Send this article to Promobot

Cannery fined for Clean Air violation

October 27th | Dave Bendinger, KDLG Print this article   Email this article  

A Bristol Bay seafood processor has been fined by the Environmental Protection Agency for violating the Clean Air Act. There were no incidents that triggered the penalties, but rather an alleged failure to report storage of anhydrous ammonia, which is commonly used for refrigeration.

"Any facility in the United States that has above a threshold amount of anhydrous ammonia on site needs to have a plan in place that protects its workers were there an accidental release, and that protects nearby citizens and emergency responders," said Bill Dunbar, a spokesperson at the EPA's Seattle office.

The EPA determined that the Red Salmon Cannery in Naknek, owned by Seattle-based North Pacific Seafoods, had not reported it had at least 10,000 pounds of the anhydrous ammonia. The "hazardous chemical" is "dangerous to life and health," and "flammable and can explode," said the EPA.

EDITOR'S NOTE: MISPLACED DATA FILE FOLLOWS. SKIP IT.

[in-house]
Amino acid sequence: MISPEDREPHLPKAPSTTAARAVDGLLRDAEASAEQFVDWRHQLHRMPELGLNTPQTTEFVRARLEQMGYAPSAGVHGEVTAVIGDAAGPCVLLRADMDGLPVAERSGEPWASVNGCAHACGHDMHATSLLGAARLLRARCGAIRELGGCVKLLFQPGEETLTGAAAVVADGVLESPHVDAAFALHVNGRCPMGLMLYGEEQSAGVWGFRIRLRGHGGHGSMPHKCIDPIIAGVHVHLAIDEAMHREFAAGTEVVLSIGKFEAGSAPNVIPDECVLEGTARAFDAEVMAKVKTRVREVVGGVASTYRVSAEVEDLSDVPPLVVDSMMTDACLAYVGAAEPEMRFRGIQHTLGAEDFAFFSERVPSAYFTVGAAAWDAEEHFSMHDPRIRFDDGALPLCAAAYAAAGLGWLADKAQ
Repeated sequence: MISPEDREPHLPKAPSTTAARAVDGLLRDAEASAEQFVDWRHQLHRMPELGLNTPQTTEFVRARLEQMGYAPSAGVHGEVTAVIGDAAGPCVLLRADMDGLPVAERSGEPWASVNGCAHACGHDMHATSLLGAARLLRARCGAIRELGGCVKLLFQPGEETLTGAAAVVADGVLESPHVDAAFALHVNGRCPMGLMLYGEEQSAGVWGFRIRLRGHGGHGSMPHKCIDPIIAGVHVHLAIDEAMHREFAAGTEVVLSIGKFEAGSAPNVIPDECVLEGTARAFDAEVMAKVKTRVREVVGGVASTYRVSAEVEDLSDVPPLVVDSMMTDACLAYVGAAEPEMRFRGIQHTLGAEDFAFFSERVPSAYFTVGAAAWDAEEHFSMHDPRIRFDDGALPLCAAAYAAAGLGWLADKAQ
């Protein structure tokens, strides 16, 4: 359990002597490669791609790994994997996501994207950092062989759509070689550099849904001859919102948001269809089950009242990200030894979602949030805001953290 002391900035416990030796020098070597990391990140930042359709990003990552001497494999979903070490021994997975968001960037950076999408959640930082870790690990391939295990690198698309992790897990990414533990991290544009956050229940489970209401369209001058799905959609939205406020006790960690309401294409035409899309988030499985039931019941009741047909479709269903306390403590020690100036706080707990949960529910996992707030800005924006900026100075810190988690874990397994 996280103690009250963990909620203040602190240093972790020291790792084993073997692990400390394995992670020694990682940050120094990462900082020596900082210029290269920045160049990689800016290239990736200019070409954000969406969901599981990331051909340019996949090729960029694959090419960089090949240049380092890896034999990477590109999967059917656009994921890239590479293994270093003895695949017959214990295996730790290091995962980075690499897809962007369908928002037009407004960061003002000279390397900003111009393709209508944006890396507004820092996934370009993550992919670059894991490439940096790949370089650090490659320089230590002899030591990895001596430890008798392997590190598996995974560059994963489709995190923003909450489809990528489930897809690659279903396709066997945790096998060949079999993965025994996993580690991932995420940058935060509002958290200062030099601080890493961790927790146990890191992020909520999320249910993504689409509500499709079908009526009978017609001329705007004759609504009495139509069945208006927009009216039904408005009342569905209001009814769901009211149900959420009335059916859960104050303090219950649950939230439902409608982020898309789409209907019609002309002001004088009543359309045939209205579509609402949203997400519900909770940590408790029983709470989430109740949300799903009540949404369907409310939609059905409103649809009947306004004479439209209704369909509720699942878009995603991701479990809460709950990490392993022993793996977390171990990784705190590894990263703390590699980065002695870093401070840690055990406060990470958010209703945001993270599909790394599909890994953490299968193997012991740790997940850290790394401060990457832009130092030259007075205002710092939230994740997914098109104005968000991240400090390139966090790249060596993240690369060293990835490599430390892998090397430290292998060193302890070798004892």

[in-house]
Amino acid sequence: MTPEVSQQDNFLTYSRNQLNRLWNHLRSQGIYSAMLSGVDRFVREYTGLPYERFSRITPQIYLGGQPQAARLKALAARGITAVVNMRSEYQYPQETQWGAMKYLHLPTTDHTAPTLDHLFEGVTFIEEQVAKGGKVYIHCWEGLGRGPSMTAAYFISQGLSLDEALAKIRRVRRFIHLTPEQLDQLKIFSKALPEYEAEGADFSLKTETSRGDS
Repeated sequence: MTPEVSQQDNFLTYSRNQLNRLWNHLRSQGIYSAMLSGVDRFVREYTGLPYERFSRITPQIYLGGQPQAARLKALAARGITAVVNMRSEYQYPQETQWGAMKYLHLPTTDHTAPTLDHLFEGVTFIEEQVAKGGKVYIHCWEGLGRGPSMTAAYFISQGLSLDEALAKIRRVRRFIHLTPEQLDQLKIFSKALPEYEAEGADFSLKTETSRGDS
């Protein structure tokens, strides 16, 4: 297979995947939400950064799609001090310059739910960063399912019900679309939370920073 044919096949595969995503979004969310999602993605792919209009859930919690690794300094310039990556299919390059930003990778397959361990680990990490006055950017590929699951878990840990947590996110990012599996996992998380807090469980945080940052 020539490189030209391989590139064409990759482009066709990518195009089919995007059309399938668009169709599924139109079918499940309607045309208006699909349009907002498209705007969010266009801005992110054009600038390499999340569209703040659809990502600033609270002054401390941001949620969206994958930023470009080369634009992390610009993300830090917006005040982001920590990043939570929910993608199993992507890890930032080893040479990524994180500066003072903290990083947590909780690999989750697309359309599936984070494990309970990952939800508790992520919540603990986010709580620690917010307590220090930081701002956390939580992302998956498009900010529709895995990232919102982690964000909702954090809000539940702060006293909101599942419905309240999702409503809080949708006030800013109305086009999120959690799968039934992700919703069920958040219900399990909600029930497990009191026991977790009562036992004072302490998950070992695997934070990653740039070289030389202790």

"North Pacific came to our attention because they were missing from a database that tracks facilities that we know are large enough to store that threshold amount," said Dunbar.

North Pacific agreed to settle the Clean Air Act case with the EPA. The company will pay $45,743 in penalties and spend another $175,000 on "environmental projects that will help their energy efficiency at the facility," said Dunbar.

Those will include installing a solar power system and upgrading lighting to LEDs at the cannery in Naknek.

 

Copyright 2017 The Bristol Bay Times is a publication of Alaska Media, LLC. This article is © 2017 and limited reproduction rights for personal use are granted for this printing only. This article, in any form, may not be further reproduced without written permission of the publisher and owner, including duplication for not-for-profit purposes. Portions of this article may belong to other agencies; those sections are reproduced here with permission and Alaska Media, LLC makes no provisions for further distribution.